But at times, this reader fears he takes a bit of a step too far.  We want to free our students from such centralized high pressure testing and we do want to celebrate, honor and affirm our students extraordinary diversity of talents and ambitions, but we also want them to learn deeply, richly, masterfully, an array of essential skills and we believe they will do best in content rich subjects.   I am not suggesting Zhao, whom I’d like to count as a friend, speaks against academic excellence, but whether by design or inadvertently, his book allows too frequently the inference that he is not as concerned as I am about strong academic accomplishment. (more…)

It is easy to say that we want our schools to adopt a 21st century learning program; it is only a little bit harder to describe what that program looks like.    The real work, we all know, is in the execution.   Ken Kay and Val Greenhill, the team who led (Ken was Founding President) the Partnership for 21st century skills (P21) recognized this a couple years ago, and shifted the focus of their important work from calling for this transformation and from describing a program to, instead, supporting the leaders who are executing it in their districts and schools, in a new organization called EdLeader21.

In doing so, they are working with, supporting and learning from, an assemblage of some of the very most interesting and exciting school superintendents in the country, including Pam Moran, Jared Cotton, Jim Merrill, and, right here in Tucson, Mary Kamerzall.    With the benefit of this experience, they have now written a very valuable, very informative book, about which the only significant criticism is that it leaves the reader with an angst for more– more such information, more detail, specifics and examples: when is the sequel coming?   I’ll throw in a few notes here about the areas I most hope to hear more about.

Full disclosure time:  I enjoyed greatly my one year experience with edleader21, and have been an advocate for that organization.   I know Ken and Val personally, and am delighted to be neighbors of a sort with them here in Tucson (in fact, I am writing this in a central Tucson Starbucks, and I keep looking over my shoulder in case one or the other of them walks up behind me).   The complimentary copy of the book I am reviewing was sent to me as a kind courtesy on their part, with a warm and generous inscription.

Ken and I co-presented at NAIS in February, 2011, in a session entitled 21st century learning at NAIS Schools: Leading and Networking for Progress.  (My own remarks for that session were a slightly condensed version of a post I published also in February, 2011, 7 Steps for Leading in 21st century Learning.)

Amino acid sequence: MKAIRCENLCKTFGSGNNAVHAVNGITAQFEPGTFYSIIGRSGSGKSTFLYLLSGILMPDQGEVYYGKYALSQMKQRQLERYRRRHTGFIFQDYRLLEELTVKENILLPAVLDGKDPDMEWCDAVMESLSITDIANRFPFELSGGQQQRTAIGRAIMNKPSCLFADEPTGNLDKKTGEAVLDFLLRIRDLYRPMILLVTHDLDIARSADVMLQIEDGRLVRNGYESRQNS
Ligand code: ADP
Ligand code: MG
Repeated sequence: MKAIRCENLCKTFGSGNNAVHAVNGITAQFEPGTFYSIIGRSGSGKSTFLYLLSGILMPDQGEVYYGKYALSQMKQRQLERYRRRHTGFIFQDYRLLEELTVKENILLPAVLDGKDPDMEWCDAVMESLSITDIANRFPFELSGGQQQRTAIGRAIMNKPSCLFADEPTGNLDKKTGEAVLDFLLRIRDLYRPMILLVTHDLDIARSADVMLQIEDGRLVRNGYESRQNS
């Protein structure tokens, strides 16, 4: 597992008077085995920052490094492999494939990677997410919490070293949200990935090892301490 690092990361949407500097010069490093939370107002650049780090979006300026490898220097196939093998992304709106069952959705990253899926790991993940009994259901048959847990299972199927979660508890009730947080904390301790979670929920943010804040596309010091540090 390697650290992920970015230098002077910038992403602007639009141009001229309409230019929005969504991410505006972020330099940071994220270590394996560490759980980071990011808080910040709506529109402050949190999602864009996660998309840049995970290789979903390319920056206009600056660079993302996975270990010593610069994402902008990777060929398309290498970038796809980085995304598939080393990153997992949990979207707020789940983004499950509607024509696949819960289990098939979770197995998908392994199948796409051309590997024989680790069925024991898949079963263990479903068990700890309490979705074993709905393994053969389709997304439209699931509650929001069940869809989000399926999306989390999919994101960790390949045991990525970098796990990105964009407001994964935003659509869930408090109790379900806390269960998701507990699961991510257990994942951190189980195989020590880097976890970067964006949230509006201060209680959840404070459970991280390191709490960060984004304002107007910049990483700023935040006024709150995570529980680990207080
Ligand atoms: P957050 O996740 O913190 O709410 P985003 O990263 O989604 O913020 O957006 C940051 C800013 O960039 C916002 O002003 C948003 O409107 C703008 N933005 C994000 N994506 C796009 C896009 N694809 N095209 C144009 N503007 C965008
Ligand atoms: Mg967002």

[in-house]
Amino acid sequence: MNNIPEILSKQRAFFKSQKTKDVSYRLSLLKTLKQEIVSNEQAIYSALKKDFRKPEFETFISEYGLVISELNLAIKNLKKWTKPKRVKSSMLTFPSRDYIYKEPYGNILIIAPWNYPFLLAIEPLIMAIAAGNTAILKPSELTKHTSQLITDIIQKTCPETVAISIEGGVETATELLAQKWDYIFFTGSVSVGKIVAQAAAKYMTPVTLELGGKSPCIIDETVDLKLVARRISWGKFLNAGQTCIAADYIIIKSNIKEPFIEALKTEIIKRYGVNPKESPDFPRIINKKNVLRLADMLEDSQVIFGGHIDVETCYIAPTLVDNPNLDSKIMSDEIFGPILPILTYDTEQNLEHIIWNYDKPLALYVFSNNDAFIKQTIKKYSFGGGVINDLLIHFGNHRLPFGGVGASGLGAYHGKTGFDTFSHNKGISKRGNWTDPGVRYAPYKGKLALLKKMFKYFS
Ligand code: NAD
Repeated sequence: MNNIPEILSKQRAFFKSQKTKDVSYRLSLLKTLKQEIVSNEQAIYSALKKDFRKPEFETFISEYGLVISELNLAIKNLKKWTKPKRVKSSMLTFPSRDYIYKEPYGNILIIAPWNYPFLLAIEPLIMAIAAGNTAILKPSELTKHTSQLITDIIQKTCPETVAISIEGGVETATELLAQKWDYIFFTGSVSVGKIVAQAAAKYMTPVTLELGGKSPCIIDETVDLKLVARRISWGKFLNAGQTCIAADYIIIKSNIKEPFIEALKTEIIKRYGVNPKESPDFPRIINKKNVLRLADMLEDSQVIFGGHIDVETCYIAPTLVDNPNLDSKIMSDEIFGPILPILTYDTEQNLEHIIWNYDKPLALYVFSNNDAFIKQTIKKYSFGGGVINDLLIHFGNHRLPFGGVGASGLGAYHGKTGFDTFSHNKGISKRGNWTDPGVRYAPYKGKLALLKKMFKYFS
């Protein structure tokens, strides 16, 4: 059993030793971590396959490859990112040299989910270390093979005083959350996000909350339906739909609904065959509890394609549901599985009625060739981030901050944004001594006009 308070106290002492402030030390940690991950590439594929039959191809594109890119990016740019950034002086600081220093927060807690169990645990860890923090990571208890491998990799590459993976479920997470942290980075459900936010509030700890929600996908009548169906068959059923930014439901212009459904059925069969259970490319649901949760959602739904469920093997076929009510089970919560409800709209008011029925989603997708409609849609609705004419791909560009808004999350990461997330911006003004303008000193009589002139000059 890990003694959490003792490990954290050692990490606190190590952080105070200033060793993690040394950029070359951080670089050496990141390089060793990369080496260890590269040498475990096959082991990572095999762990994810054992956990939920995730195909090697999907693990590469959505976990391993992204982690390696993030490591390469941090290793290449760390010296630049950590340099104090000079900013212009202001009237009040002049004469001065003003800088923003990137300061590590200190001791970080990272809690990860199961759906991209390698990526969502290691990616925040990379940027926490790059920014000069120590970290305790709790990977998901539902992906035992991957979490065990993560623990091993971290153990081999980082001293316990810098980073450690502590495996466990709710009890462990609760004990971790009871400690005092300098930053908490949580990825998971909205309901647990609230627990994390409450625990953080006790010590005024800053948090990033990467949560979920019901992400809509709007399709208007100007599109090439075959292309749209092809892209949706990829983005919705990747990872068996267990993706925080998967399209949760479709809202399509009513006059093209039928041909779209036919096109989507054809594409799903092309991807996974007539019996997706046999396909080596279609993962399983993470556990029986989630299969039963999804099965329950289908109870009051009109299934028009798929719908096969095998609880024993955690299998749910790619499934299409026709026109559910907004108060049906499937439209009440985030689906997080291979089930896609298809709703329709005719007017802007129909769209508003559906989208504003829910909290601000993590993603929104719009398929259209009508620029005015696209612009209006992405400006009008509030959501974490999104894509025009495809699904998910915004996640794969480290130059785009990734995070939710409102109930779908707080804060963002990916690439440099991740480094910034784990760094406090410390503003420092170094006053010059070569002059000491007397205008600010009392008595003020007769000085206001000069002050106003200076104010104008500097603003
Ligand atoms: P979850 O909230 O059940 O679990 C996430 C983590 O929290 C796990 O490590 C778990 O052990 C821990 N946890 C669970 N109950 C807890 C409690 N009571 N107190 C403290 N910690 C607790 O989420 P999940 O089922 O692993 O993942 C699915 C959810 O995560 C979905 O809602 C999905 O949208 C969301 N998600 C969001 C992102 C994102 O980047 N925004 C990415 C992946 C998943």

This new book expands upon a series Ken published last summer (2011) on Edutopia, a 7 part series on becoming a 21st century school district.

Ken and Val’s first step is, of course, the essential and universal first step:Adopt your vision” (just as my version of the seven steps commences with “Develop your vision (and Keep developing it.”)   The discussion here is rich and invigorating; it will energize readers.

There is no single version for 21st century student success that is the same in every school or district.   Lasting success always comes down to leaders like you.   For the vision to make an actual difference in students’ lives, it must come from and be embraced by the leaders of the school and district.  A vision that is born of genuine, authentic, passionate leadership is never simple, never cookie-cutter, and never easy.  But it is necessary.

Especially resonant for me is this quote from Virginia Beach Superintendent Jim Merrill:

I have finally found the thing in education that truly motivates me and it’s this 21st century education initiative.   This is why I am supposed to be a leader in this field.

The overview of the 8 key “perspectives” which are bringing so many to this appreciation for the importance of a shift in teaching and learning is excellent; I learned a great deal.   There is a powerful graph showing the change in workforce categories coming into our century, and good stats from a 2010 report that more than half of companies surveyed do measure the 4Cs in their performance review.

John Bransford, the renowned learning expert: is helpfully quoted:

in the US today we tell our kids the same thing 100 times and on the 101st time, we ask them if they can remember what we told them the first hundred times when in the 21st century the coin of the realm is if they can look at material they have never seen before and know what to do with it.

This first step/chapter, by itself, would be highly worthwhile reading for boards, education students, and others.   (more…)